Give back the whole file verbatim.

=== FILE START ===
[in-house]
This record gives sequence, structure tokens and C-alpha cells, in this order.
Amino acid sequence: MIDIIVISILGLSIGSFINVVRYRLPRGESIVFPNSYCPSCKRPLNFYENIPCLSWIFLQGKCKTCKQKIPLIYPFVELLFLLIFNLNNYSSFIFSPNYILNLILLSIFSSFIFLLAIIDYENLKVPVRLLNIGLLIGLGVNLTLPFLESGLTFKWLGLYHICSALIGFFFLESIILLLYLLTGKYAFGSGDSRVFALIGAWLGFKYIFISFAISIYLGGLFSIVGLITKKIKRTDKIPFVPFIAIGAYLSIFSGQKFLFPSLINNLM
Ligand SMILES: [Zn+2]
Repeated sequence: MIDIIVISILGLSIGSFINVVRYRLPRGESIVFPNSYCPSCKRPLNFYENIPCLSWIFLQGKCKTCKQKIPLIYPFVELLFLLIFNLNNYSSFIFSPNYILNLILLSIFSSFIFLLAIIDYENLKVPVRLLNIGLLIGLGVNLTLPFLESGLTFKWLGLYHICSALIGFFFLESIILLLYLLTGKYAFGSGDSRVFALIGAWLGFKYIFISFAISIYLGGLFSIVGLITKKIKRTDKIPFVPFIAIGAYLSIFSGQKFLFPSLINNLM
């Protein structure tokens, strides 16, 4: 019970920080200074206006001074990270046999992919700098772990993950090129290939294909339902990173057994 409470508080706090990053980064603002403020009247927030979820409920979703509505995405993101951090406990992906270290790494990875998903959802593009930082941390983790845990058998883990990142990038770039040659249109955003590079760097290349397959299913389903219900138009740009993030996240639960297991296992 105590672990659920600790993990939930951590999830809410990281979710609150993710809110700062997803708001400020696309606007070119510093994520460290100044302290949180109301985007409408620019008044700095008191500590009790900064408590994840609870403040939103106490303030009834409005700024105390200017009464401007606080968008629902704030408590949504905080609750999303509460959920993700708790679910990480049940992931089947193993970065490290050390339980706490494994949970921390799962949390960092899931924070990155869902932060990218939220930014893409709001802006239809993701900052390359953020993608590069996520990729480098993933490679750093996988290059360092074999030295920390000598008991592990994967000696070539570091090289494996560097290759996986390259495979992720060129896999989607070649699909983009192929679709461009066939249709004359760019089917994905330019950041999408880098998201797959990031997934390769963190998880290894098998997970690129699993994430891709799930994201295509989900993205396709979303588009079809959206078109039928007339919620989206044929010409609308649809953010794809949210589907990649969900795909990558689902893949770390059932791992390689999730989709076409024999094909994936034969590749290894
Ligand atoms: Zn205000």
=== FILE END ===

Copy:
[in-house]
This record gives sequence, structure tokens and C-alpha cells, in this order.
Amino acid sequence: MIDIIVISILGLSIGSFINVVRYRLPRGESIVFPNSYCPSCKRPLNFYENIPCLSWIFLQGKCKTCKQKIPLIYPFVELLFLLIFNLNNYSSFIFSPNYILNLILLSIFSSFIFLLAIIDYENLKVPVRLLNIGLLIGLGVNLTLPFLESGLTFKWLGLYHICSALIGFFFLESIILLLYLLTGKYAFGSGDSRVFALIGAWLGFKYIFISFAISIYLGGLFSIVGLITKKIKRTDKIPFVPFIAIGAYLSIFSGQKFLFPSLINNLM
Ligand SMILES: [Zn+2]
Repeated sequence: MIDIIVISILGLSIGSFINVVRYRLPRGESIVFPNSYCPSCKRPLNFYENIPCLSWIFLQGKCKTCKQKIPLIYPFVELLFLLIFNLNNYSSFIFSPNYILNLILLSIFSSFIFLLAIIDYENLKVPVRLLNIGLLIGLGVNLTLPFLESGLTFKWLGLYHICSALIGFFFLESIILLLYLLTGKYAFGSGDSRVFALIGAWLGFKYIFISFAISIYLGGLFSIVGLITKKIKRTDKIPFVPFIAIGAYLSIFSGQKFLFPSLINNLM
């Protein structure tokens, strides 16, 4: 019970920080200074206006001074990270046999992919700098772990993950090129290939294909339902990173057994 409470508080706090990053980064603002403020009247927030979820409920979703509505995405993101951090406990992906270290790494990875998903959802593009930082941390983790845990058998883990990142990038770039040659249109955003590079760097290349397959299913389903219900138009740009993030996240639960297991296992 105590672990659920600790993990939930951590999830809410990281979710609150993710809110700062997803708001400020696309606007070119510093994520460290100044302290949180109301985007409408620019008044700095008191500590009790900064408590994840609870403040939103106490303030009834409005700024105390200017009464401007606080968008629902704030408590949504905080609750999303509460959920993700708790679910990480049940992931089947193993970065490290050390339980706490494994949970921390799962949390960092899931924070990155869902932060990218939220930014893409709001802006239809993701900052390359953020993608590069996520990729480098993933490679750093996988290059360092074999030295920390000598008991592990994967000696070539570091090289494996560097290759996986390259495979992720060129896999989607070649699909983009192929679709461009066939249709004359760019089917994905330019950041999408880098998201797959990031997934390769963190998880290894098998997970690129699993994430891709799930994201295509989900993205396709979303588009079809959206078109039928007339919620989206044929010409609308649809953010794809949210589907990649969900795909990558689902893949770390059932791992390689999730989709076409024999094909994936034969590749290894
Ligand atoms: Zn205000």